Central Bank regulation may indicate wider future use of cryptocurrency

 Photo by drmakete lab

Cuba’s Central Bank (BCC) has gazetted a resolution establishing rules for the use of cryptocurrencies in the country.

The legislation makes clear that the BCC, ‘for reasons of socioeconomic interest’, may agree to ‘the use of certain virtual assets in commercial transactions and grant a license to virtual asset service providers for operations related to financial, exchange, and collection or payment activity’ in and from Cuba. 

The new legislation may mean that Cuba is moving towards the limited use of cryptocurrencies in the light of the direct and indirect impact of US sanctions on international financial transfers and institutions willingness to handle remittances and other payments.

As Cuba Briefing reported in May, President Díaz-Canel said that government was analysing the convenience of using cryptocurrencies for economic operations. A month earlier, the eighth Communist Party Congress considered a resolution that a study be undertaken of whether use of cryptocurrency might help address the country’s economic problems.

The text of the new BCC legislation now makes clear that the BCC will establish the standards based on which it will regulate the use of virtual assets in commercial transactions, as well as the granting of licenses to virtual asset service providers for financial operations, relevant exchange rates, and rules for ‘collections or payments, in and from the national territory’.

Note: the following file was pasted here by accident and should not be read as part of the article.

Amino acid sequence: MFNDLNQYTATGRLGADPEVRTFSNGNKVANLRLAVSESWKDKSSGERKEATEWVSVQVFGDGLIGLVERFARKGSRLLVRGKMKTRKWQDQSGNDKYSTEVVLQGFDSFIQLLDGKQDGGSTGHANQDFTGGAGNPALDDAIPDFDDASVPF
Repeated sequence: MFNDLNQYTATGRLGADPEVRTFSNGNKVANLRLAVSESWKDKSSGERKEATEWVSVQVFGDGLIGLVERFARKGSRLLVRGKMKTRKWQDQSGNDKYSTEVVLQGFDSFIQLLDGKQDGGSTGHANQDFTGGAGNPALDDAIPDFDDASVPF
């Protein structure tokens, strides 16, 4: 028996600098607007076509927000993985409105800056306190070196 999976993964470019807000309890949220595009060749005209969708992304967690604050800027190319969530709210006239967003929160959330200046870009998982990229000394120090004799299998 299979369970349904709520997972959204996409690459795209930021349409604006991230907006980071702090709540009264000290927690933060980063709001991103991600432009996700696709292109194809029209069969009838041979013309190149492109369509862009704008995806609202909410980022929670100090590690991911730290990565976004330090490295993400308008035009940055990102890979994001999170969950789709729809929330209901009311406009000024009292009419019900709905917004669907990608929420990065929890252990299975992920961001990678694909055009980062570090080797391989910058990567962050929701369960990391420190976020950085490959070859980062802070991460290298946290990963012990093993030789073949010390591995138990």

It also establishes that ‘financial institutions and other legal entities can only use virtual assets among themselves and with natural persons, to carry out commercial monetary operations, and exchange and redemption; as well as to satisfy pecuniary obligations, when authorised by the Central Bank of Cuba’.

The resolution defines a virtual asset as ‘the digital representation of value that can be traded or transferred digitally and used for payments or investments’. It also establishes who a virtual asset service provider can be and states that all Cuban bodies must refrain from using virtual assets in ‘commercial transactions, commercial money or to satisfy pecuniary obligations’ unless authorised by the BCC. 

The measure also speaks to recent concerns about crypto currency scams, observing that it will be individuals who will assume the risks and responsibilities of operating with virtual assets and those virtual asset service providers that operate outside Cuba’s banking and financial system. 

The announcement was followed by a warning to Cubans from the BCC about the risk of personally investing in cryptocurrencies. In a statement the Bank said that such entities have ‘little or no transparency’ and can culminate in the collapse of the scheme and the loss of investors’ equity.

The warning followed the detention in April of the director of ‘Trust Investing in Cuba’, Ruslan Concepción (See Cuba Briefing 3 May 2021) and the recognition that in recent months there has been a surge in the number of agents in Cuba offering financial services, including the sale of securities and foreign currencies, investment advice and investment management. 

The popularity of cryptocurrency has grown in Cuba among some groups as it has become increasingly difficult to send and use US dollars on the island. Among the most popular crypto currencies in use are Bitcoin, Ethereum Litecoin, and USDT.

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